Bob Storey is a managing partner at The LaunchPort™, a medtech manufacturing accelerator. He has extensive experience in working with NIH initiatives in innovation and investment. He is one of the eight national portfolio managers for the NIBIB RADx program and has been the sole medical device instructor for the biannual national NIH I-Corps program since its inception in 2014. These activities, combined with operations of LaunchPort, have resulted in the assessment of hundreds of early stage medtech and life sciences companies and technologies each year. Storey’s involvement with Johns Hopkins University and its School of Medicine has included a number of neuroscience and technology deployments. LaunchPort, under Storey’s leadership, will support NeuroTech Harbor’s equitech vision and its innovators.
Adler Archer is the Managing Director of the Inclusive Innovation Initiative (i3) and an associate research scientist of Biomedical Engineering with a joint appointment in Medicine and courtesy appointment in business. As a research scientist at the Johns Hopkins Center for Bioengineering Innovation and Design, Dr Archer’s research focuses on the implementation of technology in community healthcare settings, community-based participatory research, and social informatics. Adler teaches digital health innovation and regulatory science courses at the Johns Hopkins University School of Medicine and teaches business leadership and human values courses at Johns Hopkins Carey Business School.
Kebreten Manaye is a Professor and Chair of Physiology and Biophysics at one of the premier Historically Black Colleges and Universities (HBCUs). Kebreten is the past Director of Graduate Studies in her department and has enhanced the participation of minorities in cutting-edge STEM programs. She is co-PI of the NIH-funded Howard University Advancing Diversity in Aging Research (HUADAR) program that identifies bright minority students from STEM disciplines early during their undergraduate years. She prepares them to successfully compete for graduate studies and other professional careers through extensive mentoring and training. She also has contributed to the Center for Brains, Minds, and Machines (CBMM), one of the NSF Science and Technology Centers, and has trained and mentored promising students through the Step-Up NIH program for two decades. Dr. Manaye is a gifted mentor to her students and faculty and foster diversity and equity in medical school. She will serve as NTH PI. Dr. Manaye and the team’s major role is to increase the number of women and URMs innovators through outreach and education, and to enhance equity and accessibility of neuromedical solutions. This program will expand diversity amongst neurotech innovators and increase participation by women, Black, LatinX, and communities of color. Dr. Manaye received numerous teaching and research awards. Recently she was elected as the first black woman to serve effective 2023 as the President of the Association of Chairs of Physiology Departments.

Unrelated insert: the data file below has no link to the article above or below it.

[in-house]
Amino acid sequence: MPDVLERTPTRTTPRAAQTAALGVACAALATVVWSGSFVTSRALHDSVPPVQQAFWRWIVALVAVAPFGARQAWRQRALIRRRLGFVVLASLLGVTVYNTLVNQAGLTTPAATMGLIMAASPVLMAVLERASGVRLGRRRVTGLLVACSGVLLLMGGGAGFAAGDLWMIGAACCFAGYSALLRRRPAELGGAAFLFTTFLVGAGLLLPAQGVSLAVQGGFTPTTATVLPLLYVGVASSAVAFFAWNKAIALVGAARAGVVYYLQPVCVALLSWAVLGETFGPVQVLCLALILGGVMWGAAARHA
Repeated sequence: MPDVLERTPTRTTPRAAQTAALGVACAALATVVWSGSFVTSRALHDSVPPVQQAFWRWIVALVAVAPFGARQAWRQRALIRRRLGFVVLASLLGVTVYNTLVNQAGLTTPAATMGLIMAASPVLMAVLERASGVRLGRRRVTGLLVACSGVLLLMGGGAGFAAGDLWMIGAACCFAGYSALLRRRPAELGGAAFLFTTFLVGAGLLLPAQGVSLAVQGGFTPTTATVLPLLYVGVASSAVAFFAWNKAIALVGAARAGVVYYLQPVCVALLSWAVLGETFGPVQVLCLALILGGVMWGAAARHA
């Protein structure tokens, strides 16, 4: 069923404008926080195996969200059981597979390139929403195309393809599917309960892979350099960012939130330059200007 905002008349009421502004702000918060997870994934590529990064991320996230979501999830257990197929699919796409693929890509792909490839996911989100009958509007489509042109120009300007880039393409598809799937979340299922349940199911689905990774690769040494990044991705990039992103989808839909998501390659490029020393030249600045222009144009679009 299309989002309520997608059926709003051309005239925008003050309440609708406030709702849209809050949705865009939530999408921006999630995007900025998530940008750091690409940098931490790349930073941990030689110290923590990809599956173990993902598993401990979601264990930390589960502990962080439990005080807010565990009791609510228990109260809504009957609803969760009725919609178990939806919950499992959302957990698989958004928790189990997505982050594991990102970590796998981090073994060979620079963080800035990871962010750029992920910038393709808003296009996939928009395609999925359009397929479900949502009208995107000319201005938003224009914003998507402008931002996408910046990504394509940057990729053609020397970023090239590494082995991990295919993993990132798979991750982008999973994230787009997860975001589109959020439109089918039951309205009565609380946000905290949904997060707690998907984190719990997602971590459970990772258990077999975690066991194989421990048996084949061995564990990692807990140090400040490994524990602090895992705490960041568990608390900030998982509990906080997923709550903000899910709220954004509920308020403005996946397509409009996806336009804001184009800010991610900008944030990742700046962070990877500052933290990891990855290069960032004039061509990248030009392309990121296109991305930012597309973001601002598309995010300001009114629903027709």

Evaristus Nwulia, M.D. MHS, is a Johns Hopkins trained physician and a neuroscientist, with over 15 years history in leading educational and training programs aimed at enhancing representation of underrepresented minority STEM and MD-Ph.D. students from HBCUs in the neuroscience workforce. He is also a professor neuroscience, who pioneered the development of home-based olfactory sensory stimulation platforms as disease modifying interventions for early Alzheimer’s disease. He holds several patents for devices and drugs, and for olfactory transcellular drug delivery methods for CNS disorders. He is co-Founder of three neuromedical device companies, including Evon Medics LLC, a neuroTech company tackling neurodegenerative diseases, traumatic brain injuries and chronic pain; with over 65% employees from URM populations, Evon Medics has become a harbor for nurturing career development of highly talented young minority innovators. Evaristus has been a member of several NIH neuroscience-based scientific peer review panels over the past 10 years and has chaired the NIH Fogarty Global Brain Disorders Special Emphasis Panel. Ergo, he has extensive experience for recognition of projects with potential transformative impact. As a Neuroethicist and Chair of the institutional ethics committee board at Howard University, he brings substantial expertise in the ethical, legal, and societal implications of neuroscience and neurotech devices, particularly from the standpoint of several under-represented minority populations.